They figured he was just an especially proud big brother, perhaps with a penchant for exaggeration. After all, Nick Thompson's kid sister, Lexi, was just 6 when he went off to Georgia Tech.
"But she was already good by then; scary good," said Nick, 31, as if he were still making his case. "I would tell my college teammates and guys I knew, Watch out for her, she is going to be sooo good.
"Now it's the coolest thing because these guys are on the PGA Tour with me and they come up to me and they're like: 'Wow, you really called it. We thought you were just talking up your sibling, saying your little sister was the best. But she really is.'"
Less than two months past her 19th birthday, Lexi Thompson became the second-youngest player to win a major championship when, in typically aggressive and ultimately comfortable fashion, she cruised to the Kraft Nabisco title April 6 by three strokes over closest competitor Michelle Wie.
As usual, both older Thompson brothers -- Nick and Curtis, 21, a junior on the LSU golf team -- were mentioned in the afterglow, with father Scott brushing off credit by saying: "Everybody asks what I did. She had two older brothers to follow. It was easy for me."
But their father's modesty aside -- "My parents are the ones who deserve all the credit," Nick said -- it is also patently clear that Lexi's monstrous ball-striking ability and her killer instinct, honed on countless hours of trying to keep up with Nick and Curtis, also account for her steady rise to the top. It was obvious on that final Sunday that the Thompson family's competitiveness extends beyond the "Backyard Five," which the siblings dubbed the five holes that wrap around their home at TPC Eagle Trace in Coral Springs, Fla.
Even as Nick rushed to make a plane home, where he would watch Lexi's last holes on television after he tied for 24th at the Shell Houston Open, and Curtis played 36 holes in leading his team to a share of the Aggie Invitational, there was an internal competition going on.
"I was watching on my phone," Curtis said, "and after the 15th hole, I said, This is over; she is smart enough, I don't need to watch anymore. So I sent her a text telling her 'Great job. Congrats on the win,' just to be the first one."
A bit horrified at his younger brother's potentially jinx-inspiring confidence, Nick quickly tried to one-up him.
"I guarantee you, I was the first one after it was official," he said. "I had it all written, and as soon as she sunk that little14-inch putt, I hit send. I don't do anything like that until it's final and done."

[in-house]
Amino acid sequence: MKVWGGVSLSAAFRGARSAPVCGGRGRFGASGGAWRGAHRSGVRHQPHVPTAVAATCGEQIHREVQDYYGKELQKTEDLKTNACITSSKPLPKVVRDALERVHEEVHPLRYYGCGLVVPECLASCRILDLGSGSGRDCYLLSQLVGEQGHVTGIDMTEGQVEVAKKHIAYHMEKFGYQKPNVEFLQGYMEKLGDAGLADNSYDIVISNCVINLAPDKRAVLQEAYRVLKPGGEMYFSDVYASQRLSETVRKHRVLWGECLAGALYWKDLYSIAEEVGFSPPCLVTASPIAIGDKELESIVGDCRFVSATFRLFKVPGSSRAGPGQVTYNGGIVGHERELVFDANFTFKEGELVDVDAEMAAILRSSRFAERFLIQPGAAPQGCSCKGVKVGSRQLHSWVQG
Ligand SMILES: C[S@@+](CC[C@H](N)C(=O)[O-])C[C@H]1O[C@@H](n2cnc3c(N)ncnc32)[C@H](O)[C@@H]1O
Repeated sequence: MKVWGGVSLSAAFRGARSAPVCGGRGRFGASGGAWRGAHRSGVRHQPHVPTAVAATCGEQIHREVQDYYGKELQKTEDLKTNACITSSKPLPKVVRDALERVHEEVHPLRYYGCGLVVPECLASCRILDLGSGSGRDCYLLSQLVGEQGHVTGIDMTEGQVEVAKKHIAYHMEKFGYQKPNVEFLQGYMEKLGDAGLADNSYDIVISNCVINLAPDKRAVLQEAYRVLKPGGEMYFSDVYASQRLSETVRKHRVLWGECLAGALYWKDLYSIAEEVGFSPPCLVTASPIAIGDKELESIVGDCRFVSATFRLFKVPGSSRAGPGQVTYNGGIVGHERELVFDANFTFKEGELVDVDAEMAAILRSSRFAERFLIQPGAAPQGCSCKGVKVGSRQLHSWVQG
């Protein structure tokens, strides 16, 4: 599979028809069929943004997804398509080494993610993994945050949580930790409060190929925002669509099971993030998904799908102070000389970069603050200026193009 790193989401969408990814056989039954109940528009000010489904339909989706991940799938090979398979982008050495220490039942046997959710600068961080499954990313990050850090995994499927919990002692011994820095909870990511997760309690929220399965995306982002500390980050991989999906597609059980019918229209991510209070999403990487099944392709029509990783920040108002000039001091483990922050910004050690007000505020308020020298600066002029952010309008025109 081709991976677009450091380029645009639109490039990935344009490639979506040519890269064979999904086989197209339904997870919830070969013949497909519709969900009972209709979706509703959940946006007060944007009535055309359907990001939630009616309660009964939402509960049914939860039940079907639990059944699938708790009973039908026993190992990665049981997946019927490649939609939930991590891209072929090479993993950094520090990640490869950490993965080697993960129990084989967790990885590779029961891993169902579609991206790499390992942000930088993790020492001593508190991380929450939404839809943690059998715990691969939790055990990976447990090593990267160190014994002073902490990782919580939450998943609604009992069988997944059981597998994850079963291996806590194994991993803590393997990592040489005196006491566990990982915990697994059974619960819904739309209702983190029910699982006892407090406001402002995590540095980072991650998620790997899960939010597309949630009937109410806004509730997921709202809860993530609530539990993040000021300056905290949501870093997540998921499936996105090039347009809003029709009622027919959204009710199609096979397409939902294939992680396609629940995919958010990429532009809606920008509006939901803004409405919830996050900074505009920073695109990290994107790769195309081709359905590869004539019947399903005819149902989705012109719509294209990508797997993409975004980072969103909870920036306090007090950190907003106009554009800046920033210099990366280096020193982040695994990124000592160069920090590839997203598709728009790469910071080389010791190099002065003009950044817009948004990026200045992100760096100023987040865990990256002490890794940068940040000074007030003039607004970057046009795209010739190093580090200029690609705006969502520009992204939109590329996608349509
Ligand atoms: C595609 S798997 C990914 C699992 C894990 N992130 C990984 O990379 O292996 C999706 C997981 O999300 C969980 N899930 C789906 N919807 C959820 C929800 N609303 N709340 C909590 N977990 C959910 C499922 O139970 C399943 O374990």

A week after it was final and done, Nick was on the course back home with Lexi, one of the rare occasions the siblings have been able to spend together since Lexi turned pro at 15. It made him immediately reminisce about one of his favorite big-brother tactics when Lexi was younger.
"Of course, I have that protectiveness with her," he said, "but I was also out there to rattle her trap and get her going, fire her up. I guess that's my job. Maybe it was just saying something irritating, so when something came up during a tournament -- there's always some dummy in the crowd, noises, anything -- it wouldn't bother her so much. It would make her stronger."
Lexi said she does not remember anything terribly harsh. "More of a little trash-talking," she laughed. "I always remember both of them being pretty tough on me when we played each other. It made me more determined to beat them, and it's where I got my determination on the golf course."
But it was the younger Thompsons who were together most often. They're separated by two years, three months, and they were home-schooled online to accommodate golf. They were even mistaken for twins.
Two years ago, Curtis put on a blond wig and dressed as his favorite women's pro for Halloween.
"I sent him one of my outfits," Lexi said. "He's a little tanner than me, but it was close. It was pretty weird."
Curtis echoed: "You put long hair on me, and we're the same person. On Halloween, it was definitely weird. People figure out pretty quickly I'm her brother."
But it was still the competition that consumed and drove them.
"We butted heads until basically we had to separate because she turned pro and I went to college," Curtis said. "Now, we hang out and it doesn't matter, but it could be anything when we were growing up -- pingpong, who could fold their clothes faster -- it didn't matter.